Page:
Over Christmas I really enjoyed a BBC television production of Charles Dickens’s ‘A Christmas Carol’. It was merciless, confrontational and ‘of our times’. Then, just the other day, I had the good fortune to see another BBC production of a work by Dickens. This time it was his ‘Great Expectations’ and it was brilliant: pure and devastating tragedy was exquisitely mixed with the fundamental idea that people – all of us – are ‘made’ through chance and circumstance.
The next day or two came and went and then the work of Dickens resurfaced in a rather unexpected place. I was reading a masterful discussion on ‘philosophy and literature’ featuring the philosopher and author Iris Murdoch and she happened to underline her deep respect for the writing of Charles Dickens. In the course of the overall discussion Murdoch had examined the important contrasts between the endeavours of philosophy as compared with the nature of expression in the arts; she then explored the attitude of philosophy to art and, during this, she began to identify the responsibilities of the artist. (Since I am supposed to be ‘en route’ to becoming an artist I took her assertions particularly seriously.) This is what she said:
‘I certainly do not believe that it is the artist’s task to serve society.’ And she adds: ‘As soon as a writer says to him or herself, ‘I must try to change society in such and such ways by my writing’ he or she is likely to damage their work.’
In the unfolding discussion she is then asked about Dickens – who had genuinely social aims and who also had considerable social influence – to which she replies:
‘… Dickens manages to do everything, to be a great imaginative writer and a persistent and explicit social critic. I think the scandals of his society were closely connected with the kind of ferment and social change which engaged his imagination most deeply. He is able to embrace all these things in his genius and you rarely feel he is ‘getting at you’ with some alien social point. His most effective social criticisms are made through live and touching characters such as the sweeper boy Joe in Bleak House. Dickens is a great writer because of his ability to create character, and also because of deep frightful imaginative visions which have little to do with social reform.’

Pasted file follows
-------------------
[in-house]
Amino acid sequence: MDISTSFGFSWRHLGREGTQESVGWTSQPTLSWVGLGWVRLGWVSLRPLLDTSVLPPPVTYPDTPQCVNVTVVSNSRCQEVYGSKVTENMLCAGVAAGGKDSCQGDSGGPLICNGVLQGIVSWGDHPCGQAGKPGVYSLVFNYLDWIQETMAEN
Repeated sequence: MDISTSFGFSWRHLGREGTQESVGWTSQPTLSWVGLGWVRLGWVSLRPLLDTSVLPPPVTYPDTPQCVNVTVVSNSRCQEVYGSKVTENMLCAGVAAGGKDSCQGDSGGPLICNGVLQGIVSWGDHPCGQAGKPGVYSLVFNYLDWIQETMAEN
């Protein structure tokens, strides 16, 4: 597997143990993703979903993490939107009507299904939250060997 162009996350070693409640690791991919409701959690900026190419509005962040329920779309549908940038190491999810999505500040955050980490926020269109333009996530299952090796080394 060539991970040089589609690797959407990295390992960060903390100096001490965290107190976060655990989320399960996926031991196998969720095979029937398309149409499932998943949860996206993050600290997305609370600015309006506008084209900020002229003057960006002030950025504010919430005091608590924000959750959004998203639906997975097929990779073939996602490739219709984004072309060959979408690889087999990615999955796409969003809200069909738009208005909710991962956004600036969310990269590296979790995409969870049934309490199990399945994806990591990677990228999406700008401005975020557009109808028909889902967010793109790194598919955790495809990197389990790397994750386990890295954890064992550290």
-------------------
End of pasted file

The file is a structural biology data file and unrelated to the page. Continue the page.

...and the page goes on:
The BBC’s productions of ‘A Christmas Carol’ and ‘Great Expectations’ surely endorse Murdoch’s view. But then she returns to outline her thinking about the ‘duty’ of the artist:
She notes: ‘I do not think that the artist qua-artist has a duty to society. A citizen has a duty to society’ and she adds that, ‘the artist’s duty is to art, to truth-telling in his or her chosen medium.’ She immediately goes on to say that the writer’s duty, like that demonstrated by Charles Dickens, is ‘to produce the best literary work of which he or she is capable, and he or she must find out how this can be done.’
By extension, in Fine Art (where I am primarily located) the artist’s duty is to truth-telling in his or her chosen domain or specialisation. Murdoch urges the artist not to lurch into propaganda and she recognises that ‘a good society contains many artists doing many different things’ whilst a bad society coerces artists because it knows they can reveal all kinds of truths.’
On this last point, I think that’s why I take so much pleasure seeing the great variety of artistic expression and the explorations of the height, breadth and depth of human being in the place where I am studying for my MA in Fine Art. And I wish that Iris Murdoch’s deeply knowledgeable discussion was part of the required reading list on our course. If it were then we would quickly recognise that there is an often unbridgeable gap between the rarefied specialist discussions of the theorist with the imaginative play of the artist.